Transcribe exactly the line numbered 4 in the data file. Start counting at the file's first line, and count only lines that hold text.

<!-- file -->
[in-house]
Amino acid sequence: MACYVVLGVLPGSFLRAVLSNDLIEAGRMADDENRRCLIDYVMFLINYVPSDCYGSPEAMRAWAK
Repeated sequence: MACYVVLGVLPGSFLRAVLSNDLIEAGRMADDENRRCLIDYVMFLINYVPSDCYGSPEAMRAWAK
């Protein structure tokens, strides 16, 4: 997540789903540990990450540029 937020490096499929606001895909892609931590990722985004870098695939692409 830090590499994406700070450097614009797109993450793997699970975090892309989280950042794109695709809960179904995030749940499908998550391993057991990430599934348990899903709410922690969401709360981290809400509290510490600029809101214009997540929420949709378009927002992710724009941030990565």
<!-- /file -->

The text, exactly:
């Protein structure tokens, strides 16, 4: 997540789903540990990450540029 937020490096499929606001895909892609931590990722985004870098695939692409 830090590499994406700070450097614009797109993450793997699970975090892309989280950042794109695709809960179904995030749940499908998550391993057991990430599934348990899903709410922690969401709360981290809400509290510490600029809101214009997540929420949709378009927002992710724009941030990565």